That means the first indication about the administration’s plan for WHD isn’t expected until the White House’s initial budget request, sometime this spring. The best guess at what might happen with the division’s staffing levels might come from looking back on what happened the last time Republicans controlled the executive branch.
The number of WHD investigators declined in every single year of the Bush administration, from about 950 in 2001 to 731 in 2008 (see graphic). Congress transferred enforcement appropriations to the DOL’s Office of Labor-Management Standards (OLMS), to bolster investigations of union officers for alleged corruption.
That pattern reversed under President Barack Obama, when the DOL had about 1,000 WHD investigators each year, along with a shaved OLMS budget.
Several members of the Trump DOL transition were ex-Bush OLMS employees. They may look to restore priorities to the 2000s.
Robinson said he hopes the hiring freeze keeps the investigative unit staffed at about 900-1,000. Anything below that could compromise the agency, but if the manpower level is maintained, then the freeze “will help the incoming administration develop an understanding of what its responsibilities are and whether there are there better ways to allocate resources,” he added.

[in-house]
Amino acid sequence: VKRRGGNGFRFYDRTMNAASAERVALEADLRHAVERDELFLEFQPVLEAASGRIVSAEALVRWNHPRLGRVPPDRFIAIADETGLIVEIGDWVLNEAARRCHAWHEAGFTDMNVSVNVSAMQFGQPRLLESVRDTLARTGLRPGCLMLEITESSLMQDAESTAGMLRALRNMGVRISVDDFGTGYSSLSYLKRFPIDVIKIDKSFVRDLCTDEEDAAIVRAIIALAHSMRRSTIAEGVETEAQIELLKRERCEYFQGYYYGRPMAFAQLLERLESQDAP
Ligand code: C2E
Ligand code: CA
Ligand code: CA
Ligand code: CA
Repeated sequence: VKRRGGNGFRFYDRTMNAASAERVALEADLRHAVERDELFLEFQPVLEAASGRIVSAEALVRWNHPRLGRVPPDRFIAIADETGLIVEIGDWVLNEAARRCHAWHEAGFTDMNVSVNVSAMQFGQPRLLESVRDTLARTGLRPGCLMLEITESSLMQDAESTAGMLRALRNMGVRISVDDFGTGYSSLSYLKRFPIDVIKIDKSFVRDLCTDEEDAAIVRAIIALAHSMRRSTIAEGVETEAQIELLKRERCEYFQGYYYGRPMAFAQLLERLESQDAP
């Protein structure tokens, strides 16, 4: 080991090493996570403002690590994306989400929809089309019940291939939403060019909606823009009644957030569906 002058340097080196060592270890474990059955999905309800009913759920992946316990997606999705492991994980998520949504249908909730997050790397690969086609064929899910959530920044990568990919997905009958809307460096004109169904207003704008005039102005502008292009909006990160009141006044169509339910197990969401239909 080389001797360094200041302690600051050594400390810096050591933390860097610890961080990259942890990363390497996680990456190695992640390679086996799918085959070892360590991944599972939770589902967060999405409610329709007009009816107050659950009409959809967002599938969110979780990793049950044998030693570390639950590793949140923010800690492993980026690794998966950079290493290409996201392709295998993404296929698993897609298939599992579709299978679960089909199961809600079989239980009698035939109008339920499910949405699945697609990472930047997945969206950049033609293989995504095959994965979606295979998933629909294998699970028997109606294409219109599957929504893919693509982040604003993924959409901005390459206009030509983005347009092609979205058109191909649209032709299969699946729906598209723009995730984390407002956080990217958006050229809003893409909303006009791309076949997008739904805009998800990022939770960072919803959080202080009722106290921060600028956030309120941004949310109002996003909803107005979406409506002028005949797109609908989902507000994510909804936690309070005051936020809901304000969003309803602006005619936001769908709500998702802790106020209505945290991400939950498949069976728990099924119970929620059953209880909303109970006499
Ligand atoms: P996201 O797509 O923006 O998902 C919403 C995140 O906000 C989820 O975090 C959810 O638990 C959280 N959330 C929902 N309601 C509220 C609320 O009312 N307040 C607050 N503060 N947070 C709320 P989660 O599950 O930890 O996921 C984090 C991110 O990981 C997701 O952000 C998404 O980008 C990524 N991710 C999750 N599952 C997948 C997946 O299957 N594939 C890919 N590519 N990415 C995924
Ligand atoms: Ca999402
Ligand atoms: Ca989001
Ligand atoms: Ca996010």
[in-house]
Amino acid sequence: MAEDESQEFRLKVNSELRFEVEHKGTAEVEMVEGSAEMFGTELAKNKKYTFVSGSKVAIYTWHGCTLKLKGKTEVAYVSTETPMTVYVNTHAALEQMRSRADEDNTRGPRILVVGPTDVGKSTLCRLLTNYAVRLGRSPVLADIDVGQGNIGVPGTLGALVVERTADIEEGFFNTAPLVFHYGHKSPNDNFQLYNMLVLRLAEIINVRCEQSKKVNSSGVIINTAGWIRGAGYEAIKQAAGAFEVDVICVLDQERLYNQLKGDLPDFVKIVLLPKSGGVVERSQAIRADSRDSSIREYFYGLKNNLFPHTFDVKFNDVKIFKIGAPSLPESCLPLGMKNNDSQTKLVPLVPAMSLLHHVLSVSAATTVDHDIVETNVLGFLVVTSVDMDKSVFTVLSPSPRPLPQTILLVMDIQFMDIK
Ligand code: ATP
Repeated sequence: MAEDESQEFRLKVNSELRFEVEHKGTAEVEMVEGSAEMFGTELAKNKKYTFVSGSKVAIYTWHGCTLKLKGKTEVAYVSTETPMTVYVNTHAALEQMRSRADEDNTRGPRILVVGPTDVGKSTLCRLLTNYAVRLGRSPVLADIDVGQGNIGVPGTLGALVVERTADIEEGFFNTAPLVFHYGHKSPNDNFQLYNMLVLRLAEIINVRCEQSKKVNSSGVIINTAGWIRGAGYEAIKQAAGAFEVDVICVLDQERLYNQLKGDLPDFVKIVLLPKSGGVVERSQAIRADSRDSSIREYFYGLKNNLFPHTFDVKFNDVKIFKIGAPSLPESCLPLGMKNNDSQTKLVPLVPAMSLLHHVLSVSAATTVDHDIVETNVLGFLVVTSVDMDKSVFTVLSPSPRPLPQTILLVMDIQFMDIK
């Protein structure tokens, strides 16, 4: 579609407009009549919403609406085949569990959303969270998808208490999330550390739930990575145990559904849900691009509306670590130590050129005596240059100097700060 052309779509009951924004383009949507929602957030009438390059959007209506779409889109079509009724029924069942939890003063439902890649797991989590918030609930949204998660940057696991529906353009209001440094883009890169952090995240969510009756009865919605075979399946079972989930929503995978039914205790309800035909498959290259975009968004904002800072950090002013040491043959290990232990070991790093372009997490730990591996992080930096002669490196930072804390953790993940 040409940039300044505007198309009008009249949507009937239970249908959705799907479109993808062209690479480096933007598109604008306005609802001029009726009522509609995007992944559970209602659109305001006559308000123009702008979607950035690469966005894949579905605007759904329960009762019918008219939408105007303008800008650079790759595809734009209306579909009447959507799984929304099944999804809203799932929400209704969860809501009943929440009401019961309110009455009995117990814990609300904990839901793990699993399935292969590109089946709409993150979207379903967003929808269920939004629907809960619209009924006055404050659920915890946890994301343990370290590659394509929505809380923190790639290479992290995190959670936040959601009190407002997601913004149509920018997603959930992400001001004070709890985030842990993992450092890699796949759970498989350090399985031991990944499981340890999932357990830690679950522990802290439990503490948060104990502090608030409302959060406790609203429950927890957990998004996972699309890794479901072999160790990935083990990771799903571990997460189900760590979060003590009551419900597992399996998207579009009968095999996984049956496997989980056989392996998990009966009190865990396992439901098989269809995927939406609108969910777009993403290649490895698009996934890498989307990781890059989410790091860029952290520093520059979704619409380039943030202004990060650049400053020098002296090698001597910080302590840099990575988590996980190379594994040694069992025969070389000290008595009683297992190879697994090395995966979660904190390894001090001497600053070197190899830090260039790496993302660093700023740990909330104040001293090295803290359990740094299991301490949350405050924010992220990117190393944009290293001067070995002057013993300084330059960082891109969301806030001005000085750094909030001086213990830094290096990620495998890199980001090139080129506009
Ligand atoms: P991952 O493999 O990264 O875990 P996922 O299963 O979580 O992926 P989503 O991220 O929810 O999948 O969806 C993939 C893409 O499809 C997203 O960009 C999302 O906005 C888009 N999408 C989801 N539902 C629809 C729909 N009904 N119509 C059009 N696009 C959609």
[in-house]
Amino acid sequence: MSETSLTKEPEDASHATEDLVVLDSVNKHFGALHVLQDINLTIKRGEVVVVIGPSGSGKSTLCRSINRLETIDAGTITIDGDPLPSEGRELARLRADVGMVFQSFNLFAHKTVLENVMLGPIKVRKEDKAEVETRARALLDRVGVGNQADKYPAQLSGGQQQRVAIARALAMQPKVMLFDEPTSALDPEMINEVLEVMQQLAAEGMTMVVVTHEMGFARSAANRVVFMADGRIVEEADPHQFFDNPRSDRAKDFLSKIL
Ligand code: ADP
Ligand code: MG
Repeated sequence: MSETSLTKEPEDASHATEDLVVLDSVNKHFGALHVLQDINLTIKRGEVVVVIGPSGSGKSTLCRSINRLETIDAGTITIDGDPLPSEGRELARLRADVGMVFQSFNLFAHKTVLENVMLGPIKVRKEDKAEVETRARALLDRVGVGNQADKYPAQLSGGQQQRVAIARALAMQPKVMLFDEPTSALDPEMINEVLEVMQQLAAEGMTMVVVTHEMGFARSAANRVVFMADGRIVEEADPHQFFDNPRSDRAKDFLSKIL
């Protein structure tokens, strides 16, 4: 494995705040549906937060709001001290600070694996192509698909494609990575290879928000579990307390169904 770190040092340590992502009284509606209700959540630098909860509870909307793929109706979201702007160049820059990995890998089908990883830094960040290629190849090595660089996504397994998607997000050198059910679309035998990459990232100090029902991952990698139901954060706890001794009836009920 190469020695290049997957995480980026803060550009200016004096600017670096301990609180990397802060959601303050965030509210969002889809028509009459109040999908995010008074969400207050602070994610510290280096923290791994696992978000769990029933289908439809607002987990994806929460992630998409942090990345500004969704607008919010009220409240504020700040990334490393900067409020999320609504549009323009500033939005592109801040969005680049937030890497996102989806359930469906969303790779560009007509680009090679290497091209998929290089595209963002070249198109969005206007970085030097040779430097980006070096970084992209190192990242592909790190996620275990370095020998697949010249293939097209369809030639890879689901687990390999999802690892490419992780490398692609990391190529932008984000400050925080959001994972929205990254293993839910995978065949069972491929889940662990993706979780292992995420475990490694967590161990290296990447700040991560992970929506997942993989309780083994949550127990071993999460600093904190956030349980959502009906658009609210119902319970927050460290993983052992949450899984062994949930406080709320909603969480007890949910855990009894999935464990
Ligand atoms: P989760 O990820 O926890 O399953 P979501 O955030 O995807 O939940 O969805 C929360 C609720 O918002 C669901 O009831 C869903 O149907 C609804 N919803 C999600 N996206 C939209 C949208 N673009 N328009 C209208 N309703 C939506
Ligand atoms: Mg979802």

The new freeze reminds Hancock of the Bush years when he was a career bureaucrat and witnessed a “degradation of the agency’s ability to do its work.” Investigators were unable to travel as often or as far, and the qualify of their cases suffered, he said.
Hancock recalls worker complaints languishing and overworked managers unable to provide adequate oversight.
This time, the hiring freeze probably won’t bring a rapid return to a bare bones wage and hour enforcement apparatus. DeMay said WHD field staffers are unlikely to leave until they receive more information about what the freeze actually means and who will be running the division.
But they’re still nervous.
“An awful lot of us look at the hiring freeze executive order and have concerns about that,” DeMay said. “When you look at the number of businesses in this country and the number of wage-and-hour investigators we have, if you have a freeze and people don’t get replaced, where does that workload go?”
To contact the reporter on this story: Ben Penn in Washington at firstname.lastname@example.org
Copyright © 2017 The Bureau of National Affairs, Inc. All Rights Reserved.